At home, and especially for small amounts, equal parts of flour and whole butter by weight can be used.
|Roux Type||Sauce Consistency||Clarified Butter||All-Purpose Flour||Liquid||Time|
|White||Light||1.5 Tbsp||1.5 Tbsp||4 cups||3-5 minutes|
|White||Medium||2 Tbsp||2 Tbsp||4 cups||3-5 minutes|
|White||Heavy||3 Tbsp||3 Tbsp||4 cups||3-5 minutes|
|Blond||Light||1.5 Tbsp||1.5 Tbsp||4 cups||6-7 minutes|
|Blond||Medium||2 Tbsp||2 Tbsp||4 cups||6-7 minutes|
|Blond||Heavy||3 Tbsp||3 Tbsp||4 cups||6-7 minutes|
|Brown||Light||1.5 Tbsp||1.5 Tbsp||4 cups||15-20 minutes|
|Brown||Medium||2 Tbsp||2 Tbsp||4 cups||15-20 minutes|
|Brown||Heavy||3 Tbsp||3 Tbsp||4 cups||15-20 minutes|
- 1 medium saucepan
The longer you cook the roux, the less it will thicken a sauce or other mixture. Heat eventually breaks down the starch in the flour.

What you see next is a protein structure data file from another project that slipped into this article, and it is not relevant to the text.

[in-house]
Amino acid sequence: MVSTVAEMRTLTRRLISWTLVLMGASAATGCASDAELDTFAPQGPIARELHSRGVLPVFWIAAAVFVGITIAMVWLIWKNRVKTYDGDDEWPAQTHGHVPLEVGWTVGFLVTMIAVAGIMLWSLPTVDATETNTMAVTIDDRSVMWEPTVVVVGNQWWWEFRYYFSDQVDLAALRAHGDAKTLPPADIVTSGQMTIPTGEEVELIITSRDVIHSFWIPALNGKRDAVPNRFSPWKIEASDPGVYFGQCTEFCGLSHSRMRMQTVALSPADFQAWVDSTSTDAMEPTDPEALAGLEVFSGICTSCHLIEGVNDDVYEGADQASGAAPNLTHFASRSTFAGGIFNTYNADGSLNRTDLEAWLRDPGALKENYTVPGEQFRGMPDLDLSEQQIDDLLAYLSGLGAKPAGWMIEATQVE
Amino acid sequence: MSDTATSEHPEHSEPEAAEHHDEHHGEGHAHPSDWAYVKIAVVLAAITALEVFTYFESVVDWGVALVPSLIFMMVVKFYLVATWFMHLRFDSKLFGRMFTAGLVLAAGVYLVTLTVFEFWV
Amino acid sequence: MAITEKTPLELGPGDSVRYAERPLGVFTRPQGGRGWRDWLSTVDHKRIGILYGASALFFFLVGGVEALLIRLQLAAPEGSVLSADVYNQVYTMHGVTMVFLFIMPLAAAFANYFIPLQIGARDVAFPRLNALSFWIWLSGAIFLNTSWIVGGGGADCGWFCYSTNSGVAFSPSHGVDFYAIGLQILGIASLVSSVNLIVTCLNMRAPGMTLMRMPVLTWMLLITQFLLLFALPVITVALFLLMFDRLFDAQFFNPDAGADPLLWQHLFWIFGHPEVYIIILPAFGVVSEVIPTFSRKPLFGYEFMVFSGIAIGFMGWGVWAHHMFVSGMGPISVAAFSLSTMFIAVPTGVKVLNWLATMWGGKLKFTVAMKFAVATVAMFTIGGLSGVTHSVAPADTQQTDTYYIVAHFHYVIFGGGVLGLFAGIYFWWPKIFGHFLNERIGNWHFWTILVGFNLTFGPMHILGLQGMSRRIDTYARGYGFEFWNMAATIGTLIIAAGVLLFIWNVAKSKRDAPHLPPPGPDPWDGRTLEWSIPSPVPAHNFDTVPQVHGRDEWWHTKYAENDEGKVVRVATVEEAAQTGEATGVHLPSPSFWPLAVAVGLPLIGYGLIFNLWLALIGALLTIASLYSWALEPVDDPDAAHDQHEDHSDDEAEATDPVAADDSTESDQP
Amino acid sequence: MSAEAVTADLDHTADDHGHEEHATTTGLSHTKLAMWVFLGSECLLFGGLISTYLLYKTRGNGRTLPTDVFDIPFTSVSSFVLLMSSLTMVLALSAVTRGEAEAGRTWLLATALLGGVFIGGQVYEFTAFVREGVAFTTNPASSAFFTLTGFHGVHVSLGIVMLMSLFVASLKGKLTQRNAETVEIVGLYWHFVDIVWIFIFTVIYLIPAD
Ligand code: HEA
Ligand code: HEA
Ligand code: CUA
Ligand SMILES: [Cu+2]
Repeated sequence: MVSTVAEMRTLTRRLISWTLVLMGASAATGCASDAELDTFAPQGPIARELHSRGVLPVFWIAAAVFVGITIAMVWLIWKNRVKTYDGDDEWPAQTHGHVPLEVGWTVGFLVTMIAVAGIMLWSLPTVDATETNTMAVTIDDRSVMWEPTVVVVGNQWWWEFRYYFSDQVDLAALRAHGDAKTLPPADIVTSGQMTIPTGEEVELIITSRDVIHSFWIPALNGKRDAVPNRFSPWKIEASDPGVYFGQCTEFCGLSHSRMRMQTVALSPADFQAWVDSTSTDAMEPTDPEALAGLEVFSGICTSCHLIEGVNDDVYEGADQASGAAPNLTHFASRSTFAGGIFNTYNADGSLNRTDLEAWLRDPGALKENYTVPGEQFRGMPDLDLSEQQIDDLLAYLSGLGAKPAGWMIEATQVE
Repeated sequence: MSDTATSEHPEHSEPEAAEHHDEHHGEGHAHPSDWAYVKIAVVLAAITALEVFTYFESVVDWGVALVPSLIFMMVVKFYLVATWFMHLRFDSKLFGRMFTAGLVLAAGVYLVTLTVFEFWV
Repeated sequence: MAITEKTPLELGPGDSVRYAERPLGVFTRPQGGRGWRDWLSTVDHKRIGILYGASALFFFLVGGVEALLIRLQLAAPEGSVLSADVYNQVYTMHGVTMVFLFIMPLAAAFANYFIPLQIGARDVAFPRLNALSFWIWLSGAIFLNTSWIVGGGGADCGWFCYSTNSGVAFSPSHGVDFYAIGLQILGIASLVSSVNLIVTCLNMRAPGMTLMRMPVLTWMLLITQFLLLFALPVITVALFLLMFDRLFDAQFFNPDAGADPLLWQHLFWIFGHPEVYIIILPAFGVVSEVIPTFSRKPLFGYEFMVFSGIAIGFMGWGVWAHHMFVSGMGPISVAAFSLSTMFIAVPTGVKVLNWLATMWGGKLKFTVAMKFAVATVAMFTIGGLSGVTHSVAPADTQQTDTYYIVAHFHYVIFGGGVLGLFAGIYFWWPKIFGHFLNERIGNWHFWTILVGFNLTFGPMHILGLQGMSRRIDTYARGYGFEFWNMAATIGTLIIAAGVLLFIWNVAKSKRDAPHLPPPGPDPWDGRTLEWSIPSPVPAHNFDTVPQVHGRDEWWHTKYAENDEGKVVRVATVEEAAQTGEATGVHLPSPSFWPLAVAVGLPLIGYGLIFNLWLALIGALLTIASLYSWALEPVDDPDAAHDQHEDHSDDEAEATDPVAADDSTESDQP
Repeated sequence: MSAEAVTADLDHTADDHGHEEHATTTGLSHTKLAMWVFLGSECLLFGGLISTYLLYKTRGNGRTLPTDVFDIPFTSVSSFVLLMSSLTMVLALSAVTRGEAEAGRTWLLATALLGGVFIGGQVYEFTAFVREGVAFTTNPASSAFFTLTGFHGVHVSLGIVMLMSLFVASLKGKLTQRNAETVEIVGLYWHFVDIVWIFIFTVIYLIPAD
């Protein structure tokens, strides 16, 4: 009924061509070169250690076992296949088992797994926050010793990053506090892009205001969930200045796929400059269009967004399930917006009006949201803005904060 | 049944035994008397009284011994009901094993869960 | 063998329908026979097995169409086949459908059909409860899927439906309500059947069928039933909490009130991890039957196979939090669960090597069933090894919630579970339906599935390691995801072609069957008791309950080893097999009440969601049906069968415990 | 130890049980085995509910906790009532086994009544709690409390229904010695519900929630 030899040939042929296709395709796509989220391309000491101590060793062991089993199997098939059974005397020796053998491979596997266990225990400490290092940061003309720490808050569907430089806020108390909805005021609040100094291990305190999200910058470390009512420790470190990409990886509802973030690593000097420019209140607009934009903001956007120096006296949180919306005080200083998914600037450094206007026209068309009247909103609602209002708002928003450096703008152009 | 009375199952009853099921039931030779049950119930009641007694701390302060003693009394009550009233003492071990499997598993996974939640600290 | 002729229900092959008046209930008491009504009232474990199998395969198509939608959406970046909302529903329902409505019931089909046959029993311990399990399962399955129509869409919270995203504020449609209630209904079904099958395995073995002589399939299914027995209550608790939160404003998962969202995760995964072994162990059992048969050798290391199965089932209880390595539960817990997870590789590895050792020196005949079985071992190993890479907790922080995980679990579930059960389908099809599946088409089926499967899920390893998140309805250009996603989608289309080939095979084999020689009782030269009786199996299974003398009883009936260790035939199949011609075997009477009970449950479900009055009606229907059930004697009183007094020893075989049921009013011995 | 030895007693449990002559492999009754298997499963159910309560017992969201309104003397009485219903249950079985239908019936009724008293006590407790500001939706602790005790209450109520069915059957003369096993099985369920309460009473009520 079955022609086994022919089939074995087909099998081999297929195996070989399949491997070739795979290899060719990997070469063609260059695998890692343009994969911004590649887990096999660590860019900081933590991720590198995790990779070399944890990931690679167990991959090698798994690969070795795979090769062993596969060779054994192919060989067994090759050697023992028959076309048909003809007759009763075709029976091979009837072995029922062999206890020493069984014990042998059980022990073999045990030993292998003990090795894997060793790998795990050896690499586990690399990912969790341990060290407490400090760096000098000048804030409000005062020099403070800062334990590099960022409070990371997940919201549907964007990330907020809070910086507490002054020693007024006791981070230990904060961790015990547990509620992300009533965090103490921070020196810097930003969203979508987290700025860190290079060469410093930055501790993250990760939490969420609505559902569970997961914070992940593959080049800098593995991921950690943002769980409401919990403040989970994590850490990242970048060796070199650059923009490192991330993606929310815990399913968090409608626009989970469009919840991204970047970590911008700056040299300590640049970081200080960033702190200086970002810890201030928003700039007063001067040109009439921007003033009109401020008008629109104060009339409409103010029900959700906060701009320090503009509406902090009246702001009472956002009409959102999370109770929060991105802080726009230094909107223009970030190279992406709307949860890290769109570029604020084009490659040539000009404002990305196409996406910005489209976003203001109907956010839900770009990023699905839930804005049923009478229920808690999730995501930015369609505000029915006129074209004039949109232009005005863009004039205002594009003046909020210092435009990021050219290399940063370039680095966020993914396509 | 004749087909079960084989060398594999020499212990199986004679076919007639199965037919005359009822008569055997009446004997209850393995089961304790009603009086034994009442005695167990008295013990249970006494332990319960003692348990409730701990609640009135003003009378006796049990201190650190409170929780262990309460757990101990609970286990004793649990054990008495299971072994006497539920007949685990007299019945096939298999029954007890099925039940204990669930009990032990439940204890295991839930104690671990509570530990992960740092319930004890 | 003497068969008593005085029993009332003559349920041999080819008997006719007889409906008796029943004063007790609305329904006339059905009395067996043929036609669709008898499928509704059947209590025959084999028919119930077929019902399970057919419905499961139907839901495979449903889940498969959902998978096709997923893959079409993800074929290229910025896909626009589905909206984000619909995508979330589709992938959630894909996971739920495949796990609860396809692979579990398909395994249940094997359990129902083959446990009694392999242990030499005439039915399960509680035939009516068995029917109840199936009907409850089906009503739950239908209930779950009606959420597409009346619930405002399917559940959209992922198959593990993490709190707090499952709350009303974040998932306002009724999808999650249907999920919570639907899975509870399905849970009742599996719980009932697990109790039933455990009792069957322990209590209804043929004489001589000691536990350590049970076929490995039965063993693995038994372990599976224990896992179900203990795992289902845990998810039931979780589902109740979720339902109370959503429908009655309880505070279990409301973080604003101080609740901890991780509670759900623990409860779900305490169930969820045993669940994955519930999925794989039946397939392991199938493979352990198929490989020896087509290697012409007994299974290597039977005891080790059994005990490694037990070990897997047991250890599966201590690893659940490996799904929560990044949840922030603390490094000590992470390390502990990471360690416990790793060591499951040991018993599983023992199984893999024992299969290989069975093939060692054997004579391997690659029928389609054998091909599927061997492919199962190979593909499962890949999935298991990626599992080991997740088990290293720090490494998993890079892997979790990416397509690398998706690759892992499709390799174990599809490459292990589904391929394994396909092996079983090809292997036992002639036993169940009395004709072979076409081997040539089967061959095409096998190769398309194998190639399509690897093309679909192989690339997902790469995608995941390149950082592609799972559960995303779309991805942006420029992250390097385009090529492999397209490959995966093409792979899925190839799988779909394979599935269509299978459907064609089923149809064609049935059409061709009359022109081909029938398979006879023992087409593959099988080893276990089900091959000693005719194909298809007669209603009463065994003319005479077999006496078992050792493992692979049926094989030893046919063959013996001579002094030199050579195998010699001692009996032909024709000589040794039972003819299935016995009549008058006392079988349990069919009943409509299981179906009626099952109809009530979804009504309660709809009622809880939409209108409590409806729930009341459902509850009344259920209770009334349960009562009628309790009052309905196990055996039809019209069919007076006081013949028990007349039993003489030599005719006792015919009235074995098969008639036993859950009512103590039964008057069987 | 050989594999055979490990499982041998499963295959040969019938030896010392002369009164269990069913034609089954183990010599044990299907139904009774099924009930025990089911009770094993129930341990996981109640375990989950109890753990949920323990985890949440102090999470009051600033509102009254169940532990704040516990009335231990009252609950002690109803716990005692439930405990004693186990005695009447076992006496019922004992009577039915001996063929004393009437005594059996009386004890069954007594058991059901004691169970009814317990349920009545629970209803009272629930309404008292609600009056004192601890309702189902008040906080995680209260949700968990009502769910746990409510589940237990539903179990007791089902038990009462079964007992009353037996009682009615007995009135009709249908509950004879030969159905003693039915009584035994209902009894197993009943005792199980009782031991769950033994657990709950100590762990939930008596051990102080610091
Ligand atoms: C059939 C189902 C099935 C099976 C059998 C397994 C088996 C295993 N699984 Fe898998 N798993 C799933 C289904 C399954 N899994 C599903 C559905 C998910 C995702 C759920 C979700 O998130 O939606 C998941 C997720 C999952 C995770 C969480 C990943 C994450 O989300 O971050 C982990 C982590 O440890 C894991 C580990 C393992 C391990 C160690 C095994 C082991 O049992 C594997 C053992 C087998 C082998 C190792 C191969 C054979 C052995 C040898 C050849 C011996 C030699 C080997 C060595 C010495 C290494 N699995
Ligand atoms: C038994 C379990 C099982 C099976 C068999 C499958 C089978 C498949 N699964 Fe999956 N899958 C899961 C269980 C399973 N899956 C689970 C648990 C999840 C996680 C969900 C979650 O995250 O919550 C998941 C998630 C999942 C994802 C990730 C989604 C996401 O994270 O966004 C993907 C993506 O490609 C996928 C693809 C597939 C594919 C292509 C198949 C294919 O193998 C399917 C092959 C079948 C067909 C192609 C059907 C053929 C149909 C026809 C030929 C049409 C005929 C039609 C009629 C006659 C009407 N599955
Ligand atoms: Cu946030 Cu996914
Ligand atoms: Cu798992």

Melt in a medium saucepan over medium-low heat add 2 Tbsp clarified butter. Whisk in until well blended and smooth, about 1.5 minutes 2 Tbsp all-purpose flour.
White roux, used to make white sauce, or béchamel, is cooked just until the butter and flour are evenly incorporated and should be removed from the heat before the roux begins to color, 3 to 5 minutes.
Blond roux, used in velouté sauces and some cream soups, is cooked until it begins to give off a faint nutty aroma and turns an ivory color, 6 to 7 minutes.
Brown roux, basic to Cajun and Creole cooking, is cooked the longest (15 to 20 minutes, sometimes more) until it is dark brown and has a string nutty fragrance.
Light sauce uses 3 oz total roux (1.5 oz each of butter and flour) for each 4 cups of liquid.
Medium sauce uses 4 oz total roux (2 oz each of butter and flour) for each 4 cups of liquid.
Heavy sauce uses 6 oz total roux (3 oz each of butter and flour) for each 4 cups of liquid.
- Joy of Cooking